Sales Tips: Telling vs. Asking

My father was intelligent and well intentioned but he had an annoying habit of dispensing unsolicited advice long after I reached adulthood. His efforts to be helpful often devolved into efforts to impose his opinions upon me. Such efforts were doomed to fail if we weren’t on the same page.

At one point in time my dad reached the conclusion nobody in their right mind should buy a car unless it had bumpers that could withstand a 5-mile per hour impact without being damaged. I had shared with him that I was about to buy a sports car (that didn’t meet this spec) and he couldn’t resist trying to have me reconsider my decision. In doing so he failed to realize that a 5 mph bumper was not on my radar screen. I wanted a car that met my primary needs of acceleration, handling and braking. Once I was aware of the 5 mph spec, it was at the bottom of my list.

I resented well-intentioned (albeit misguided) paternal advice so you can imagine how unsolicited advice from salespeople sits with me. Every day in countries around the globe sellers dispense unsolicited advice about how great their offerings are. 

In having potential financial gain riding on making sales, sellers should recuse themselves from offering any opinions.

How often have you heard a sales clerk say an outfit didn’t look good on you?

The underlying problem:
Sellers fail to realize buyers have little or no interest in their “solutions.”

I’ve come to despise using the term in sales situations because vendors and their sellers fail to realize that “solutions” are opinions. How much value do buyers place on self-serving seller opinions about their offerings?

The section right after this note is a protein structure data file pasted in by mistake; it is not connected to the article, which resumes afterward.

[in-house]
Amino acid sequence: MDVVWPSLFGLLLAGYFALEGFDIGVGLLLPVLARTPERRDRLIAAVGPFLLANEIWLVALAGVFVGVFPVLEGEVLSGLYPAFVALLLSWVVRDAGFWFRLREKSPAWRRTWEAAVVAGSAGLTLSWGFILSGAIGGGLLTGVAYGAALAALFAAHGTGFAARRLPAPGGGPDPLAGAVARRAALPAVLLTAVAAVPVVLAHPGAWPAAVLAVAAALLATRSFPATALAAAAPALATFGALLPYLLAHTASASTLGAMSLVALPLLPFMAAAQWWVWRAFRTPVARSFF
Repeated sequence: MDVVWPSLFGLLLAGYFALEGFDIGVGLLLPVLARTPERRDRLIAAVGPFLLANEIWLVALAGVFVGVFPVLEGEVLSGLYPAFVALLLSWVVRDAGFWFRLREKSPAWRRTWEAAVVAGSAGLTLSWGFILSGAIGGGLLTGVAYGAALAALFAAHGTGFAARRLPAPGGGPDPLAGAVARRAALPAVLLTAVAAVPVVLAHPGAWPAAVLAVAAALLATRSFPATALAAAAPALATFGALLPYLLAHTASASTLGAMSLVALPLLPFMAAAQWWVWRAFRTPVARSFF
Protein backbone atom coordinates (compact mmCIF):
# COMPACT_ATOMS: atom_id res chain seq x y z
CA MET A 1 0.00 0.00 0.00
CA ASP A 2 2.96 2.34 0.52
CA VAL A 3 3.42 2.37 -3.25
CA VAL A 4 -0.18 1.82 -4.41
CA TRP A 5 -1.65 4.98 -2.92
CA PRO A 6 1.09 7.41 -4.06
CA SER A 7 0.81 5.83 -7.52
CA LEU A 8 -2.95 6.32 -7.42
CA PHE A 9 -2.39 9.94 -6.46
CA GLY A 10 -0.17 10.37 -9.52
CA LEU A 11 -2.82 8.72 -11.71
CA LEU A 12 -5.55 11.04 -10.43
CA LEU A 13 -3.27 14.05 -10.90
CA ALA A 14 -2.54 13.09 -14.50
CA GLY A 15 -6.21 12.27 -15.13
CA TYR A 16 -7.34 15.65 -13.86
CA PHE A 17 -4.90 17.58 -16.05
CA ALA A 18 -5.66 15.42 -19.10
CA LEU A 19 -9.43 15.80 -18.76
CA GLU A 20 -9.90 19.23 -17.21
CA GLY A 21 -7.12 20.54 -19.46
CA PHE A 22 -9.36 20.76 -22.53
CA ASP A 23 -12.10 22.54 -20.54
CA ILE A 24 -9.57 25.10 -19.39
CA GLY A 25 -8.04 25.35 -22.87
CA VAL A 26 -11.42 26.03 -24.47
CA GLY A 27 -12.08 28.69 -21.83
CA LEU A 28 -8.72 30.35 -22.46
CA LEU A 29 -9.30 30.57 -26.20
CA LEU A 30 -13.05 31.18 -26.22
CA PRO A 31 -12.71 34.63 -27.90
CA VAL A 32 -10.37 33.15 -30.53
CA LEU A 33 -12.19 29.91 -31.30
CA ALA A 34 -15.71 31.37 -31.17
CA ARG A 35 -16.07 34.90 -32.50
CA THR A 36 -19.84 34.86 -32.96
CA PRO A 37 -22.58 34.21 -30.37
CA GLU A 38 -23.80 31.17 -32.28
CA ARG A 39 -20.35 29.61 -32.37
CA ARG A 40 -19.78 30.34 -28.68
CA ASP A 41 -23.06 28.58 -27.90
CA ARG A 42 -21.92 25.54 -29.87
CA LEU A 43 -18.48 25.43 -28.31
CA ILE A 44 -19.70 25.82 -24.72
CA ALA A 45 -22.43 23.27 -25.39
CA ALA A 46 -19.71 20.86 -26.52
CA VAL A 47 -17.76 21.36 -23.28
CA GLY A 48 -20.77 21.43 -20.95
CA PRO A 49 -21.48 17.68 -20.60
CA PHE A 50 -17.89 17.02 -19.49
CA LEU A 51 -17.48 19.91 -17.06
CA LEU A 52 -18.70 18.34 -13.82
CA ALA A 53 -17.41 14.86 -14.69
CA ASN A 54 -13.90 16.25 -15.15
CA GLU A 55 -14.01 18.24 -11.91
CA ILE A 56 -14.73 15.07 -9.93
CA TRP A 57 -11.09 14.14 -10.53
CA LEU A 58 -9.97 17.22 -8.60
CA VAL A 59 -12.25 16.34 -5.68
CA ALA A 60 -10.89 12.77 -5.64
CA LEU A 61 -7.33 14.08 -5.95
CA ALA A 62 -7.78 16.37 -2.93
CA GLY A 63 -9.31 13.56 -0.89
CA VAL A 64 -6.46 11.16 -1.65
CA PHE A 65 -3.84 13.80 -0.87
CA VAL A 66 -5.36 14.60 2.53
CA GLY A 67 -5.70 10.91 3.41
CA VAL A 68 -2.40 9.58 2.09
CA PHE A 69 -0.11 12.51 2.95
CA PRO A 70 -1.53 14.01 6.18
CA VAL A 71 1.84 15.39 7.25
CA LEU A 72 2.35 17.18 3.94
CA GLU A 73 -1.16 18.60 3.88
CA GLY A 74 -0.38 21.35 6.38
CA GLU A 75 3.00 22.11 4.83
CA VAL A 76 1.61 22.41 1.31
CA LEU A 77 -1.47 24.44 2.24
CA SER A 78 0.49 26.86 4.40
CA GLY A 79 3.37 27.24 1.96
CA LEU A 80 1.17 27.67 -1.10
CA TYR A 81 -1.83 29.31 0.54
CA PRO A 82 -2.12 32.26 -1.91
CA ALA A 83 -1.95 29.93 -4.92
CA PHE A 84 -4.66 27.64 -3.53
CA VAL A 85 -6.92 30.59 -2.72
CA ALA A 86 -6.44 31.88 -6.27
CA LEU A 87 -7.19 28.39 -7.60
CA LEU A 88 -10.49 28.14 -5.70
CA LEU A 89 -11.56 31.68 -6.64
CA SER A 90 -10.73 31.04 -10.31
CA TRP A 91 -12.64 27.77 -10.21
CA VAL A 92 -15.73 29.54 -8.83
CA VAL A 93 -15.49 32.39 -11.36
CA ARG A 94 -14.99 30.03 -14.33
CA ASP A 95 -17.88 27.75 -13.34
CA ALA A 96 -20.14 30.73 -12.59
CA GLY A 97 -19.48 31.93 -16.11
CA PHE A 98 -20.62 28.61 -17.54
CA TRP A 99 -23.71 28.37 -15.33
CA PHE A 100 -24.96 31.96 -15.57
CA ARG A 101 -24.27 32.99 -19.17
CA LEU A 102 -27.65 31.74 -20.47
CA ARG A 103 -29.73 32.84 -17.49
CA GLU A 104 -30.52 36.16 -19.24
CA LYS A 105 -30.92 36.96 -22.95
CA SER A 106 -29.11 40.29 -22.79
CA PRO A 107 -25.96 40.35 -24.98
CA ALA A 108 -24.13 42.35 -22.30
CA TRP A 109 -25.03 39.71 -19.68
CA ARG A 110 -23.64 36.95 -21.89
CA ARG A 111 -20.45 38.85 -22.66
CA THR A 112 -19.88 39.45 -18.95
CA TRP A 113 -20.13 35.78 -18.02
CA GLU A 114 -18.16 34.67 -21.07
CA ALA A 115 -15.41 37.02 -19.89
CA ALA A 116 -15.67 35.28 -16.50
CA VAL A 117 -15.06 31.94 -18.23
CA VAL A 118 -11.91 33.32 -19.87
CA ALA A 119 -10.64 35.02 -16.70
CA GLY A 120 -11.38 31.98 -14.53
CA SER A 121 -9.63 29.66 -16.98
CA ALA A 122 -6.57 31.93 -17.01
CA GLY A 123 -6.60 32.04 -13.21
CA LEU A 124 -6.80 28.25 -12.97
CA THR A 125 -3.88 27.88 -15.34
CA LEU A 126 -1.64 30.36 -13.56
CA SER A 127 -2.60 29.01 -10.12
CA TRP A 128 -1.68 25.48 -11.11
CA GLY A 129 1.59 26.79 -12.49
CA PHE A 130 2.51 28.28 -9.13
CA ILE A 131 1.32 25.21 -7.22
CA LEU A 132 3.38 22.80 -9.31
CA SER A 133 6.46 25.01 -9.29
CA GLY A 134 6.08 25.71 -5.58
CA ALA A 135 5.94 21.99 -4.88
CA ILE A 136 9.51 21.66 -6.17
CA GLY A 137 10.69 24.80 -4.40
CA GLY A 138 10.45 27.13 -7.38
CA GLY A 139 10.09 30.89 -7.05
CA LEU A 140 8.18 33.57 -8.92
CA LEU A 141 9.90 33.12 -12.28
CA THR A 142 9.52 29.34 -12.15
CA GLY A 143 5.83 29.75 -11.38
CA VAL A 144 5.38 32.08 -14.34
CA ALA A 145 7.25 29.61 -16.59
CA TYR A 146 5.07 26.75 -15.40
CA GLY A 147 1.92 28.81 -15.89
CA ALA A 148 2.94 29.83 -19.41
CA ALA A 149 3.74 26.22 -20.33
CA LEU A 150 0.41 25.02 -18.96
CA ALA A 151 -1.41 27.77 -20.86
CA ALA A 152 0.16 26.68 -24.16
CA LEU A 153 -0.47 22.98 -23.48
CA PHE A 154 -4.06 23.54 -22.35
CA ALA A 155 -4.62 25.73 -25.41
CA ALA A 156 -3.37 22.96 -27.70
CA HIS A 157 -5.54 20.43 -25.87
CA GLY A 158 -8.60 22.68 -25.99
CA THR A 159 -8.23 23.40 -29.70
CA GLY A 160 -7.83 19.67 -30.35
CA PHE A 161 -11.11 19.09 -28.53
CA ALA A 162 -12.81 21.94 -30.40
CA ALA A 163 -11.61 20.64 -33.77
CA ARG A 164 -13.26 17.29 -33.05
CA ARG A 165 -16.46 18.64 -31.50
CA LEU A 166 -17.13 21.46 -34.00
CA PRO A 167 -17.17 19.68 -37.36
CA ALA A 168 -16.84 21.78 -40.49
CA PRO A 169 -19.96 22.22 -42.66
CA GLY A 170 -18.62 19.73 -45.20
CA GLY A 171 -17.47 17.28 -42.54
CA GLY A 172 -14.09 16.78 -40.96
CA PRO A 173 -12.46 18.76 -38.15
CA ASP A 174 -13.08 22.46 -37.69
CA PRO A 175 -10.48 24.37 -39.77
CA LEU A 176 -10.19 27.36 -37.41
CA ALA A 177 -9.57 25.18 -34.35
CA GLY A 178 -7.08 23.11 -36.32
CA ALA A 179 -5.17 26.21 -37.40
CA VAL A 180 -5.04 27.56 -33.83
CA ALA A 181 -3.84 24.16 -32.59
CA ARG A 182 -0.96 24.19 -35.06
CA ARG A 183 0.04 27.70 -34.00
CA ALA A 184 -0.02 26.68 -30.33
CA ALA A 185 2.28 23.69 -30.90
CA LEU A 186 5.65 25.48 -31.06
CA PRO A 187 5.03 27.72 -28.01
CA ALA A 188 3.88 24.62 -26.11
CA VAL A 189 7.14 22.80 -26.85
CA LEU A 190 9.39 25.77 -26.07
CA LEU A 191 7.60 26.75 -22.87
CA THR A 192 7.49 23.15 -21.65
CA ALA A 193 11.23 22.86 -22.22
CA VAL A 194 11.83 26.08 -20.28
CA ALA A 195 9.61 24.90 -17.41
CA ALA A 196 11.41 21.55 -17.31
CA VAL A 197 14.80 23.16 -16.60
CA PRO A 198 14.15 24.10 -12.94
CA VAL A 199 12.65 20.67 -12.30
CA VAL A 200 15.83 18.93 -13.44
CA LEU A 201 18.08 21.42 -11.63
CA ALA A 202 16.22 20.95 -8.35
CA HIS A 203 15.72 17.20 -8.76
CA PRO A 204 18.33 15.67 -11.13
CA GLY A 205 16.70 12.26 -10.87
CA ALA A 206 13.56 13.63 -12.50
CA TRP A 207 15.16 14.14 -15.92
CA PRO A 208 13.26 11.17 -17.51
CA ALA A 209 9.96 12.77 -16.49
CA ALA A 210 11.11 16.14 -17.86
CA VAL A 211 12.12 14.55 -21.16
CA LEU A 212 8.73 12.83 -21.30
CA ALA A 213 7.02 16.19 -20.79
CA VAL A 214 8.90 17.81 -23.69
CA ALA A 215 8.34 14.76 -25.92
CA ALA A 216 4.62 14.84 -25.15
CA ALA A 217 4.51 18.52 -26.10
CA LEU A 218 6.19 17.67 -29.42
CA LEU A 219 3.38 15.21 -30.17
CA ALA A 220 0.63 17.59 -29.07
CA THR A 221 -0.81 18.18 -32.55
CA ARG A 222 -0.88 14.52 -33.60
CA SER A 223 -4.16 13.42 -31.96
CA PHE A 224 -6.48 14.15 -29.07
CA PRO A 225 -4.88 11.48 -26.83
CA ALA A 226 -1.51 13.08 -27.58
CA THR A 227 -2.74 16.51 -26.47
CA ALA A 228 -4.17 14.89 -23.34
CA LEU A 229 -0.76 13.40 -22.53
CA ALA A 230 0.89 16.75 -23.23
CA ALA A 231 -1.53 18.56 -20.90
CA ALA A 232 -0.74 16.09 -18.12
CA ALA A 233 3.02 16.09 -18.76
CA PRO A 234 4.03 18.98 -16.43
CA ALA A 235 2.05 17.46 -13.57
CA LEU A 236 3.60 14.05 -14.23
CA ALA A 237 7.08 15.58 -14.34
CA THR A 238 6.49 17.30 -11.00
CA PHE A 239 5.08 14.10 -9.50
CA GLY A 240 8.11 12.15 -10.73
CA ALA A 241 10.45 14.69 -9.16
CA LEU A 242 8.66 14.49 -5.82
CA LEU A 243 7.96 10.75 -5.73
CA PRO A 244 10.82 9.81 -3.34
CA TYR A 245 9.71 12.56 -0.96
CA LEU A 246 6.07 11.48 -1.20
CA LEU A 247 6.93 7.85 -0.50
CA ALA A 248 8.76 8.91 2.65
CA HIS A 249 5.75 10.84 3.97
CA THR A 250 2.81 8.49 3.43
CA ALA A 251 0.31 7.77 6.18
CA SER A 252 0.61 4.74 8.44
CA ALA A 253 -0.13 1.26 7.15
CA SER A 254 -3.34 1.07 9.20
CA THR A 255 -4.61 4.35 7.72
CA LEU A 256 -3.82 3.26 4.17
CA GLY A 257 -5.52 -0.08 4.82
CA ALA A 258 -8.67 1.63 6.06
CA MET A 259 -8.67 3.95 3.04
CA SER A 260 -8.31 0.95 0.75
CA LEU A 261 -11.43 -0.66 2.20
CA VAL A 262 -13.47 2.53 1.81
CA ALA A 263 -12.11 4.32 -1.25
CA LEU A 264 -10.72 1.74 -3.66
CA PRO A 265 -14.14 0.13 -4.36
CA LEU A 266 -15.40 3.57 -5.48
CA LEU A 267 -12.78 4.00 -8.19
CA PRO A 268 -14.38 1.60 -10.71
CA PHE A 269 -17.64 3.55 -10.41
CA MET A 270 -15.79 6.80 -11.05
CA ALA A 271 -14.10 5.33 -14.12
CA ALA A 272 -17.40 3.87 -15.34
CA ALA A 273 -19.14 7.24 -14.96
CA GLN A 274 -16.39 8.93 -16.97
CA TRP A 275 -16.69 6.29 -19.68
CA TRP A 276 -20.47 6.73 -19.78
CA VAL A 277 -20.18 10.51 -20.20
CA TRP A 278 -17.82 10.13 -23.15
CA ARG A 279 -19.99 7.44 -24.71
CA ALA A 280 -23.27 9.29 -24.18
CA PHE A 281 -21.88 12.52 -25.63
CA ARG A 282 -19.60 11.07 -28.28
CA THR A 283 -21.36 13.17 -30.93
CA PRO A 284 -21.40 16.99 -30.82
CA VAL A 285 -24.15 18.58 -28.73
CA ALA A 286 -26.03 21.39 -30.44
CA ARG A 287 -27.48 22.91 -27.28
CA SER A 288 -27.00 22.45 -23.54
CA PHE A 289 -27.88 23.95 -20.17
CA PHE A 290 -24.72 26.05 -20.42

Unsolicited Advice from Sellers

After making introductions sellers come to a fork in the road:

  • In one direction is the land of telling (selling). By taking this road sellers completely disregard Ben Franklin’s pearl of wisdom: People are best convinced by reasons they discover. Instead sellers opt for making product pitches of their solutions.
  • The other road is one of asking (empowering people to buy) when sellers recognize they must ask questions to:
    • Uncover buyers’ latent needs
    • Help buyers understand what’s broken in their current approach
    • Have buyers agree to the capabilities needed to address what’s broken
    • Empower them to achieve the desired business outcome

Talking about offerings without asking questions is like walking into a dark room without turning on your flashlight. 

Better buying experiences will result if:

  • Sellers first ask questions
  • Listen to the answers
  • Present features that seem relevant to meeting buyer needs.

Some people won’t want a “5 mph bumper.”

By John Holland, Chief Content Officer, CustomerCentric Selling®

Frank Visgatis

As co-founder, President & Chief Operating Officer of CustomerCentric Systems®, LLC and co-author of the CustomerCentric Selling® sales methodology, Frank Visgatis drives the overall direction and strategy for CustomerCentric Systems®, LLC, leveraging 20 years of leadership experience. Visgatis knows how to conceptualize and execute a new business strategy into a winning company. He has done it numerous times - from co-founding a thriving commercial and residential real estate holding company to transforming a private consulting practice into one of the most successful sales training providers in the country. His ability to identify trends and changes in the sales ecosystem has helped improve the dynamic of interaction between sellers and buyers through the development of CustomerCentric Selling® and Sales Ready Messaging®. Visgatis' vision has propelled CustomerCentric Systems®, LLC as one of the industry's top providers of sales process consulting, sales training and Sales Ready Messaging®.

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